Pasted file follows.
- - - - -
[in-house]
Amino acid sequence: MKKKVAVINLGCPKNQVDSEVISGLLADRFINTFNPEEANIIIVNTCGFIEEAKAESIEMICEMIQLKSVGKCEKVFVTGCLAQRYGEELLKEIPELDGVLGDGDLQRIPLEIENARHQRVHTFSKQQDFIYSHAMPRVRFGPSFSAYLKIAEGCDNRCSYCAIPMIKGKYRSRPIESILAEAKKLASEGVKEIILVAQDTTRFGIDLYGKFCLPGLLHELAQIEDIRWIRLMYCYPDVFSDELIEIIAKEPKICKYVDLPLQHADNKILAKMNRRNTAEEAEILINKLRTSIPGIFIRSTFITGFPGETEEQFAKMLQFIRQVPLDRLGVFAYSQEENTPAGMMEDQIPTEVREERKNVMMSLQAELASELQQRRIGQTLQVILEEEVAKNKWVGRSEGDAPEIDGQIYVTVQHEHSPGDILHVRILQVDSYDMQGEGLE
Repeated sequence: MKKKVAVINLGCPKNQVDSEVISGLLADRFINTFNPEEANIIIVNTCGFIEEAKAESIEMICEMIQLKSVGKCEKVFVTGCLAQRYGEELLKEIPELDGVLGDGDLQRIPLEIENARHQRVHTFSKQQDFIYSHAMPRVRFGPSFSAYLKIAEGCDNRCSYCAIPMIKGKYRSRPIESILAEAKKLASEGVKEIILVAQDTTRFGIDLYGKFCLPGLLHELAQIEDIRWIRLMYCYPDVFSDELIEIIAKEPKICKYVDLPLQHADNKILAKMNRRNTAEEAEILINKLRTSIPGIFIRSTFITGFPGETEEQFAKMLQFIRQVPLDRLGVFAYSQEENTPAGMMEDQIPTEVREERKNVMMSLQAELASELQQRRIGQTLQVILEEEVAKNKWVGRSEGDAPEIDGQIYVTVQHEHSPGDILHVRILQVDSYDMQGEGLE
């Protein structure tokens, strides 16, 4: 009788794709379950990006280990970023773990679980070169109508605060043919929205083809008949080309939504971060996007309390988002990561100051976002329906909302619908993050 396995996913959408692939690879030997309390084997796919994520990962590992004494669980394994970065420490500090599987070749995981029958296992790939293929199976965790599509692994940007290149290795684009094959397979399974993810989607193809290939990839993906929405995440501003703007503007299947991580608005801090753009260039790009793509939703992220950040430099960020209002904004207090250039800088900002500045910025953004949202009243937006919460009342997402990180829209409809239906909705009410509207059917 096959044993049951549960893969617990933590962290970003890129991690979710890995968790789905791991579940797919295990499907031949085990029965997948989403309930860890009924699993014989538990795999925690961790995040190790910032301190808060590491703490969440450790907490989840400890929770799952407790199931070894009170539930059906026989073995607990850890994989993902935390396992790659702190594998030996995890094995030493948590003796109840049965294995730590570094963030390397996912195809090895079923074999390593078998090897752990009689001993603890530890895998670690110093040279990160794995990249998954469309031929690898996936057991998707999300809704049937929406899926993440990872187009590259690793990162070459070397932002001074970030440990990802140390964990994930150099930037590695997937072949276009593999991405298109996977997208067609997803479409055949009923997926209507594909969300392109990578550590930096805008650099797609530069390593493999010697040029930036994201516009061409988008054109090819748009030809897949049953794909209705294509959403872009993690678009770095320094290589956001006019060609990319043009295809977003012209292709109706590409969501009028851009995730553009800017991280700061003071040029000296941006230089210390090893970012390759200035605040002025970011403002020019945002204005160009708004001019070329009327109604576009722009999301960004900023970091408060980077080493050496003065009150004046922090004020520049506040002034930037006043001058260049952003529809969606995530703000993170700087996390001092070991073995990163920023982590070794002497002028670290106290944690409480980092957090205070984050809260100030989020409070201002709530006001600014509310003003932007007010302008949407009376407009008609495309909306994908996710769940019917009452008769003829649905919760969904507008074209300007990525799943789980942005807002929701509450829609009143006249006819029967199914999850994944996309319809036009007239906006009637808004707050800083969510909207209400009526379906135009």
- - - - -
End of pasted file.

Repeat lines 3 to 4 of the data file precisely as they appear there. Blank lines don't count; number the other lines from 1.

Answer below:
Repeated sequence: MKKKVAVINLGCPKNQVDSEVISGLLADRFINTFNPEEANIIIVNTCGFIEEAKAESIEMICEMIQLKSVGKCEKVFVTGCLAQRYGEELLKEIPELDGVLGDGDLQRIPLEIENARHQRVHTFSKQQDFIYSHAMPRVRFGPSFSAYLKIAEGCDNRCSYCAIPMIKGKYRSRPIESILAEAKKLASEGVKEIILVAQDTTRFGIDLYGKFCLPGLLHELAQIEDIRWIRLMYCYPDVFSDELIEIIAKEPKICKYVDLPLQHADNKILAKMNRRNTAEEAEILINKLRTSIPGIFIRSTFITGFPGETEEQFAKMLQFIRQVPLDRLGVFAYSQEENTPAGMMEDQIPTEVREERKNVMMSLQAELASELQQRRIGQTLQVILEEEVAKNKWVGRSEGDAPEIDGQIYVTVQHEHSPGDILHVRILQVDSYDMQGEGLE
């Protein structure tokens, strides 16, 4: 009788794709379950990006280990970023773990679980070169109508605060043919929205083809008949080309939504971060996007309390988002990561100051976002329906909302619908993050 396995996913959408692939690879030997309390084997796919994520990962590992004494669980394994970065420490500090599987070749995981029958296992790939293929199976965790599509692994940007290149290795684009094959397979399974993810989607193809290939990839993906929405995440501003703007503007299947991580608005801090753009260039790009793509939703992220950040430099960020209002904004207090250039800088900002500045910025953004949202009243937006919460009342997402990180829209409809239906909705009410509207059917 096959044993049951549960893969617990933590962290970003890129991690979710890995968790789905791991579940797919295990499907031949085990029965997948989403309930860890009924699993014989538990795999925690961790995040190790910032301190808060590491703490969440450790907490989840400890929770799952407790199931070894009170539930059906026989073995607990850890994989993902935390396992790659702190594998030996995890094995030493948590003796109840049965294995730590570094963030390397996912195809090895079923074999390593078998090897752990009689001993603890530890895998670690110093040279990160794995990249998954469309031929690898996936057991998707999300809704049937929406899926993440990872187009590259690793990162070459070397932002001074970030440990990802140390964990994930150099930037590695997937072949276009593999991405298109996977997208067609997803479409055949009923997926209507594909969300392109990578550590930096805008650099797609530069390593493999010697040029930036994201516009061409988008054109090819748009030809897949049953794909209705294509959403872009993690678009770095320094290589956001006019060609990319043009295809977003012209292709109706590409969501009028851009995730553009800017991280700061003071040029000296941006230089210390090893970012390759200035605040002025970011403002020019945002204005160009708004001019070329009327109604576009722009999301960004900023970091408060980077080493050496003065009150004046922090004020520049506040002034930037006043001058260049952003529809969606995530703000993170700087996390001092070991073995990163920023982590070794002497002028670290106290944690409480980092957090205070984050809260100030989020409070201002709530006001600014509310003003932007007010302008949407009376407009008609495309909306994908996710769940019917009452008769003829649905919760969904507008074209300007990525799943789980942005807002929701509450829609009143006249006819029967199914999850994944996309319809036009007239906006009637808004707050800083969510909207209400009526379906135009």